|Publication number||US6053578 A|
|Application number||US 09/404,740|
|Publication date||Apr 25, 2000|
|Filing date||Sep 24, 1999|
|Priority date||Jun 4, 1997|
|Also published as||CA2239365A1, CA2239365C, US6076892|
|Publication number||09404740, 404740, US 6053578 A, US 6053578A, US-A-6053578, US6053578 A, US6053578A|
|Inventors||Hendrik R. van Hekken, Cira V. Conley, Michael S. Garner|
|Original Assignee||Knoll, Inc.|
|Export Citation||BiBTeX, EndNote, RefMan|
|Patent Citations (21), Referenced by (110), Classifications (7), Legal Events (9)|
|External Links: USPTO, USPTO Assignment, Espacenet|
This application is a continuation application of U.S. patent application Ser. No.08/868,678, filed Jun. 4, 1997, which is hereby incorporated herein by reference.
The present invention relates generally to armrests for chairs and more particularly, to an armrest assembly which is adjustable in a variety of aspects.
A wide variety of adjustable office chairs are presently available. In an attempt to adapt the chair to a particular user or task, various adjustment mechanisms have been provided. Such chairs may, for example, include vertically adjustable seat height mechanisms, swivel tilt mechanisms, and adjustable back height mechanisms. Additionally, such chairs may be provided with adjustable armrest assemblies. Many such chairs have been provided which have an adjustable height armrest, such as U.S. Pat. No. 5,393,125 to Watson et al. Other such chairs have armrests which can be adjustable laterally to effect the spacing between the armrests, or armrests which can be rotated in towards the user or out away from the user. In most instances, such armrests are only adjustable in one of the particular aspects described above. However, U.S. Pat. No. 5,439,267 to Peterson et al provides an adjustable armrest assembly wherein the armrest can be adjusted vertically and an arm pad portion of the armrest can be moved laterally. However, no known contemporary armrest assemblies can provide for all of the different aspects of movements described above in a single armrest assembly.
Therefore, a need exists for a multi-adjustable armrest assembly which provides for vertical height adjustment, lateral positioning, rotational positioning, and forwards and backwards positioning of the arm pad portion of the armrest assembly. Such a multi-adjustable armrest which provides positive adjustment in each of the aspects described can provide the widest possible variety of adjustable positions to accommodate users of different proportions and different tasks.
The present invention is directed to a multi-adjustable armrest assembly securable to a chair which can be adjusted in a wide variety of aspects for conveniently adapting to users of different proportions and also to comfortably accommodate various tasks performed while seated in the chair.
An armrest assembly having features of the present invention can include a base securable to a chair and having a tubular portion, an armrest support having a vertical leg and a horizontal leg slidably disposed in the tubular portion, a shroud slidably disposed on the vertical leg, a post member attached to the shroud, a collar connected to the post, and an armrest connected to the collar. Additionally, the armrest can have a bottom portion slidably connected to the collar and the collar can be rotatably connected to the post.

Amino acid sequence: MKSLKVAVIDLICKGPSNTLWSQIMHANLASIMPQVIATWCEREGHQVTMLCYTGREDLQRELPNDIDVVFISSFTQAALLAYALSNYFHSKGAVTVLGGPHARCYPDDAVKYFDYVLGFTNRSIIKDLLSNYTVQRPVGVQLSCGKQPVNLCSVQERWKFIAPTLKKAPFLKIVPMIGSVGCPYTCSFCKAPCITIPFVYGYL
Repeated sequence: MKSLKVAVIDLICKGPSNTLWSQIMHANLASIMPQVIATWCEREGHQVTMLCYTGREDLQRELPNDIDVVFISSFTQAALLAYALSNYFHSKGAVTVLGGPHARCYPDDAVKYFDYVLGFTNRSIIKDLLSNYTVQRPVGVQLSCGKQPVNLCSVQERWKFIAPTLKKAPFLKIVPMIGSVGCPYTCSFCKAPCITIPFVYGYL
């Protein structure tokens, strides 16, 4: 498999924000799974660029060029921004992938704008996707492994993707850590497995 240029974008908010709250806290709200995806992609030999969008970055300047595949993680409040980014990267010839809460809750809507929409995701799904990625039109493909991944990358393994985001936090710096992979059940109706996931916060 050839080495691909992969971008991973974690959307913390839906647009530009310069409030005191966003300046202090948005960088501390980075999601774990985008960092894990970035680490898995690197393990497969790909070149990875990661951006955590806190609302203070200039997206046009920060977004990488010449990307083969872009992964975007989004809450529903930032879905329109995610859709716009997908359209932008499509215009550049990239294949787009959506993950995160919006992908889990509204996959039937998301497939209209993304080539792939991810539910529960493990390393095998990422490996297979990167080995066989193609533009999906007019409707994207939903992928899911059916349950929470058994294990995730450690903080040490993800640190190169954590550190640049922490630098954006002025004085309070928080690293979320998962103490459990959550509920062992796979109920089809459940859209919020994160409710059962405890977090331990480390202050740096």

In the usual case, two such multi-adjustable arm assemblies will be provided with one assembly secured at either side of a chair. Preferably, such a multi-adjustable armrest assembly can be adjustable in four different aspects.
First, the horizontal leg can adjustably slide within the tubular portion of the base. This adjustment permits the armrest to be moved laterally in toward or out away from the chair. Thus, the spacing between the two armrest assemblies at either side of the chair can be varied from a wide position to a narrow one according to the size of the person seated in the chair. Moreover, each armrest assembly can be adjusted independently of the other.
Second, the shroud can be slidably disposed over the vertical leg of the armrest support so that the armrest can be moved up and down along the vertical leg. This adjustment permits the height of the each armrest to be varied according to the preference of the person seated in the chair.
Third, the bottom portion of the armrest can slide with respect to the collar. This adjustment allows the armrest to be moved forwards and backwards relative to the armrest support so that the person seated in the chair can adjust the arm pad back and forth to find the most comfortable position.
Lastly, the post member can be rotatably connected to the collar. This adjustment allows the armrest to be rotated about the vertical leg of the armrest support. Thus, the armrest can be rotated inwardly, towards the person seated in the chair, or outwardly, away from the person, and secured in a position which is most comfortable for the user.
A positive adjustment mechanism can preferably be provided to control each adjustable aspect described above. Each positive adjustment mechanism can both lock the armrest in the desired position and release the armrest to permit it to be moved to a more comfortable position.
Other details, objects, and advantages of the invention will become apparent from the following description and the accompanying drawings of certain presently preferred embodiments thereof.
In the accompanying figures, certain preferred embodiments of the invention are illustrated in which:
FIG. 1 is a perspective view of an embodiment of the invention;
FIG. 2 is an exploded view of the lower portion of the embodiment shown in FIG. 1;
FIG. 3 is a partial cross section view taken along the line III--III;
FIG. 4 illustrates how the armrest assembly shown in FIG. 1 can move laterally;
FIG. 5 is an exploded view of the middle portion of the embodiment shown in FIG. 1;
FIG. 6 is a perspective view of the opposite side of an embodiment of an armrest support shown in FIG. 2;